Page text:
This Beethoven of the beach moved to Vancouver from Salisbury, England, in 1956, He worked as a millwright in Canada until 1988, when he was forced to retire. By then, he was already working on his windy hobby. He began flying kites in 1980, after he saw some sport kiters in Hawaii. Today, there are always kites in the air over Vanier Park, but for the first 5 years Bethell was alone, "I started with one kite and one string, running my ass off all over the place." Self-taught, he built his own handles and his own kites and gradually developed and refined kite-flying techniques now copied around the world.

Bethell credits his background as a gymnast with giving the balance, timing and endurance to fly with such supernatural precision. Being deaf also helps, " I can focus 100 percent because I live in a silent world."

He says that kites impart an inner calm. "Stockbrokers, lawyers, they come down here all tense and wound up, and 5 minutes after they start flying all that tension melts away. Kite-flying may not help you solve a problem, but it will show you a way to live with it. When I'm out here my mind can roam. I can think of my Dad, who died at 35, or I can think about my first girl friend, or I can think about all the girls that got away."

It's also a way to connect with the inner child. In 1996 Bethell fulfilled a dream by returning to his English hometown to fly his kites. He had two specific locations in mind, the grounds of Salisbury's 700-year old Cathedral and Stonehenge. Bethell had played hide-and-seek among the ancient stones as a boy, before it became a protected tourist site. He was swiftly ordered to leave at both spots, but he managed to get his kites in the air for a few minutes. When the guards approached, he feigned ignorance, "I pulled a deafie!" Bethell says.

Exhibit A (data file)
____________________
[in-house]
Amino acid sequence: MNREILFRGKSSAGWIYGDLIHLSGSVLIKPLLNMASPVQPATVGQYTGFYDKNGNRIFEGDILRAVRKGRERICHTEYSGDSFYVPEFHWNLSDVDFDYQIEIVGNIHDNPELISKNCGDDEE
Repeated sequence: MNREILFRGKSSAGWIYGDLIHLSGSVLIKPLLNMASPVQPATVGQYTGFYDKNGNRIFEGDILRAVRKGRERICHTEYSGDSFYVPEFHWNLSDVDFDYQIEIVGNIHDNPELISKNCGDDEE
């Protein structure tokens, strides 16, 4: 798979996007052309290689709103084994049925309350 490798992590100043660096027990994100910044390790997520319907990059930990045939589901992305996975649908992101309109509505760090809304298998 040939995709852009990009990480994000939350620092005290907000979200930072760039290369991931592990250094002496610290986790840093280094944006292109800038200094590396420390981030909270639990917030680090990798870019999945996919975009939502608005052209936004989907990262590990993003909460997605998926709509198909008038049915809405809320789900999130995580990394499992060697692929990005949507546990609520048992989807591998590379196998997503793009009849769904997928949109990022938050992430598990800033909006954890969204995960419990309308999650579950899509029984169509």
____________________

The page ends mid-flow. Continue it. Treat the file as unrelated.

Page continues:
In Salisbury, Bethell put to rest another ghost of his past. The sight of his old school immediately transported him back to grade 5. "I can still hear the voice of my teacher, Mr. Simmons, shouting, 'Bethell you'll never accomplish any thing in this life.' " Mr Simmons, never left Salisbury, and the boy who would never be anything now travels the world on someone's else's ticket.

Bethell has just returned from a huge kite festival in Narbonne, France, where he was asked to perform an aerial ballet for the opening ceremonies, The event attracted 100 of European top fliers. Says Bethell: "As I walked past, I am sure a lot of these young guys were thinking, 'Who's that old bastard from Canada?'" When Bethell was finished, the other kite fliers came and lifted him onto their shoulders, and thousands of spectators waved and cheered. He carries a letter of appreciation from the Mayor of Narbonne in his pocket. The mayor says the white-haired Canadian brought his community a magical gift.

Bethell's art is magical. In his hands, kites become living things, When he makes them dance on the wind, they reach people, stirring memories of some perfect moment in there past, And later, when he's finished and has landed his bright nylon birds, people come over and thank him for touching that secret place in their hearts.

Written by free lance writer, Kerry Banks
Vancouver B.C. Canada

© 2000 Kerry Banks. Do not reproduce without author's permission.